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China urges anti-Japan protesters to stay within law

Protesters shout slogans near a statue of the late Chinese leader Mao Zedong during an anti-Japan protest over disputed islands called Diaoyu in China and Senkaku in Japan, in Chengdu October 16, 2010. REUTERS/Stringer

BEIJING (Reuters) - China called on its people on Sunday to keep within the law in their “understandable” anger at Japan, a day after protesters in both countries rallied to claim sovereignty over disputed islands.

Relations between Asia’s top economies worsened sharply last month, when Japan detained a Chinese fisherman whose boat collided with Japanese patrol ships near the disputed islands -- called Senkaku in Japan and Diaoyu in China.

The islands are near potentially huge oil and gas reserves in the East China Sea.

“It is understandable that some people expressed their outrage against the recent erroneous words and deeds on the Japanese side,” Foreign Ministry spokesman Ma Zhaoxu said in a statement posted on the ministry’s website early on Sunday.

“We maintain that patriotism should be expressed rationally and in line with law. We don’t agree with irrational actions that violate laws and regulations.”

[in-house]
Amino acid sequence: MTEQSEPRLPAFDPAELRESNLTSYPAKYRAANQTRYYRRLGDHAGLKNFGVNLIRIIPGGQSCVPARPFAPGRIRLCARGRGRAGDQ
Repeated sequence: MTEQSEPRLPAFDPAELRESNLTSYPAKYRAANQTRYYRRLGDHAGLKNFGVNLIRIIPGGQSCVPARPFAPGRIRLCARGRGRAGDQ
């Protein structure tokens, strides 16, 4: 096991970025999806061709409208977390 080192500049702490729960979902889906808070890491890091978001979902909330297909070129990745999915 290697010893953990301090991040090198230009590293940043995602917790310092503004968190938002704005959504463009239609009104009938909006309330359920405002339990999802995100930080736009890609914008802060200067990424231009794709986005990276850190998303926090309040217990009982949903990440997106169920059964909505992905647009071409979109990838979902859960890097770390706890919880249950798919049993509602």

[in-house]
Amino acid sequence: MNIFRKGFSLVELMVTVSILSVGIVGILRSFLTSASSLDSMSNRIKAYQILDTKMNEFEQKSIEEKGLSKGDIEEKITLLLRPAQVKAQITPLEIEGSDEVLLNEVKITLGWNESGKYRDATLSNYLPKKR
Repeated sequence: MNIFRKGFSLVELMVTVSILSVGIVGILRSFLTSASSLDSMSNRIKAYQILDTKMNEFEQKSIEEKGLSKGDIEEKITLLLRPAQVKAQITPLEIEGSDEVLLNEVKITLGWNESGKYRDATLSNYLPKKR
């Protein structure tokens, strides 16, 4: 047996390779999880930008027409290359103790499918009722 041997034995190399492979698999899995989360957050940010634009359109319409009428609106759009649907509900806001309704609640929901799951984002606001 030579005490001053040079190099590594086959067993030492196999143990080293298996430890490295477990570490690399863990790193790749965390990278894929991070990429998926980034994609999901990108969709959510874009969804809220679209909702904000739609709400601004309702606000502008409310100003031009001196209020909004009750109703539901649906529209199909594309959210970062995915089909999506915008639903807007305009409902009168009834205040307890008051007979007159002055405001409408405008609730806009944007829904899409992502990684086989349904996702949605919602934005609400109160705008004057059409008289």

An estimated crowd of 2,000 gathered in downtown Chengdu, capital of China’s southwestern Sichuan Province, from early afternoon on Saturday, unfurling banners and shouting “Defend the Diaoyu Islands”, “Fight Japan” and other slogans.

In Tokyo on the same day, more than 2,000 protesters marched to the Chinese Embassy, waving flags and chanting in opposition to China’s claim to the uninhabited islands.

China’s Foreign Ministry expressed deep concern at the Tokyo demonstration, which it said comprised hundreds of right-wing activists, and urged Japan to ensure the safety of its embassy personnel.

Japan also urged China to secure the safety of Japanese nationals and to ensure that economic activities can take place normally after some Japanese-brand stores in Chengdu were damaged by protesters, Yomiuri newspaper reported.

Reporting by Tom Miles in Beijing and Yoko Kubota in Tokyo; Editing by Nick Macfie